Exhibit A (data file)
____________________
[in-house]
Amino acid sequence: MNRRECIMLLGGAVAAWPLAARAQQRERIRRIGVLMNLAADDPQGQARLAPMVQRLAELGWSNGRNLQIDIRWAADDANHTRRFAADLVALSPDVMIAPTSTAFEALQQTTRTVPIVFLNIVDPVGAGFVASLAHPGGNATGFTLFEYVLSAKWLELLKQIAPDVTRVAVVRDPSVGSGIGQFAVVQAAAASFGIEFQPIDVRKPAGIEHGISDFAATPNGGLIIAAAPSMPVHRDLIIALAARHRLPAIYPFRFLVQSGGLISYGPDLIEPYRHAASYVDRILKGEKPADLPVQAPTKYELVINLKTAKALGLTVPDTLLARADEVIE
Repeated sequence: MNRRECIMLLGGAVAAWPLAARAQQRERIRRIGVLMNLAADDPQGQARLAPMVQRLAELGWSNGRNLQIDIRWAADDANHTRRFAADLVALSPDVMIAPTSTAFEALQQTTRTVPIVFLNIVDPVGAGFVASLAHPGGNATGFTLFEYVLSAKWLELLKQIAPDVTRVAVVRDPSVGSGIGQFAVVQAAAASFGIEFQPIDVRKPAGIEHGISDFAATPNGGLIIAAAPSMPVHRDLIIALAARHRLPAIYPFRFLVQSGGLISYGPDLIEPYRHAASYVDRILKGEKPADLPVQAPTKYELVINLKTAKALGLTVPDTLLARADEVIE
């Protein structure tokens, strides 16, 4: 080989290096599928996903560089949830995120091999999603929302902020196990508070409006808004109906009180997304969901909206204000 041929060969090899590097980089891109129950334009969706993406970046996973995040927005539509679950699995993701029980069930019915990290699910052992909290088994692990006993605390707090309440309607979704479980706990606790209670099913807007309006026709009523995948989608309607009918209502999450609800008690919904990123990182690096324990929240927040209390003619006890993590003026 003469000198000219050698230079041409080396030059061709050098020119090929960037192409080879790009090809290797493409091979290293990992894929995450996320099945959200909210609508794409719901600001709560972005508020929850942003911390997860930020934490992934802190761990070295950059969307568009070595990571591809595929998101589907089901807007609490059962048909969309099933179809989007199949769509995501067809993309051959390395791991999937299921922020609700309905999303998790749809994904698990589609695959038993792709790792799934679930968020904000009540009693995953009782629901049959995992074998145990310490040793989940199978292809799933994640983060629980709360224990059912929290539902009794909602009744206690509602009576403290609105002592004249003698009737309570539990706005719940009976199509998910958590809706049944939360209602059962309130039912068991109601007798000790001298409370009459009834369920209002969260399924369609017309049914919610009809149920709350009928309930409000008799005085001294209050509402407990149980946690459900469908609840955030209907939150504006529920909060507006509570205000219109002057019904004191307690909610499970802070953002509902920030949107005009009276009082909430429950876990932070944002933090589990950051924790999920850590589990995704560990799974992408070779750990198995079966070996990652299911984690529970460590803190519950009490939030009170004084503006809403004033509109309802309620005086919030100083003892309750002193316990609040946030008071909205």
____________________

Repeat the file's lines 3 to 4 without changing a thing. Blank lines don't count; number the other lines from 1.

Repeated sequence: MNRRECIMLLGGAVAAWPLAARAQQRERIRRIGVLMNLAADDPQGQARLAPMVQRLAELGWSNGRNLQIDIRWAADDANHTRRFAADLVALSPDVMIAPTSTAFEALQQTTRTVPIVFLNIVDPVGAGFVASLAHPGGNATGFTLFEYVLSAKWLELLKQIAPDVTRVAVVRDPSVGSGIGQFAVVQAAAASFGIEFQPIDVRKPAGIEHGISDFAATPNGGLIIAAAPSMPVHRDLIIALAARHRLPAIYPFRFLVQSGGLISYGPDLIEPYRHAASYVDRILKGEKPADLPVQAPTKYELVINLKTAKALGLTVPDTLLARADEVIE
């Protein structure tokens, strides 16, 4: 080989290096599928996903560089949830995120091999999603929302902020196990508070409006808004109906009180997304969901909206204000 041929060969090899590097980089891109129950334009969706993406970046996973995040927005539509679950699995993701029980069930019915990290699910052992909290088994692990006993605390707090309440309607979704479980706990606790209670099913807007309006026709009523995948989608309607009918209502999450609800008690919904990123990182690096324990929240927040209390003619006890993590003026 003469000198000219050698230079041409080396030059061709050098020119090929960037192409080879790009090809290797493409091979290293990992894929995450996320099945959200909210609508794409719901600001709560972005508020929850942003911390997860930020934490992934802190761990070295950059969307568009070595990571591809595929998101589907089901807007609490059962048909969309099933179809989007199949769509995501067809993309051959390395791991999937299921922020609700309905999303998790749809994904698990589609695959038993792709790792799934679930968020904000009540009693995953009782629901049959995992074998145990310490040793989940199978292809799933994640983060629980709360224990059912929290539902009794909602009744206690509602009576403290609105002592004249003698009737309570539990706005719940009976199509998910958590809706049944939360209602059962309130039912068991109601007798000790001298409370009459009834369920209002969260399924369609017309049914919610009809149920709350009928309930409000008799005085001294209050509402407990149980946690459900469908609840955030209907939150504006529920909060507006509570205000219109002057019904004191307690909610499970802070953002509902920030949107005009009276009082909430429950876990932070944002933090589990950051924790999920850590589990995704560990799974992408070779750990198995079966070996990652299911984690529970460590803190519950009490939030009170004084503006809403004033509109309802309620005086919030100083003892309750002193316990609040946030008071909205």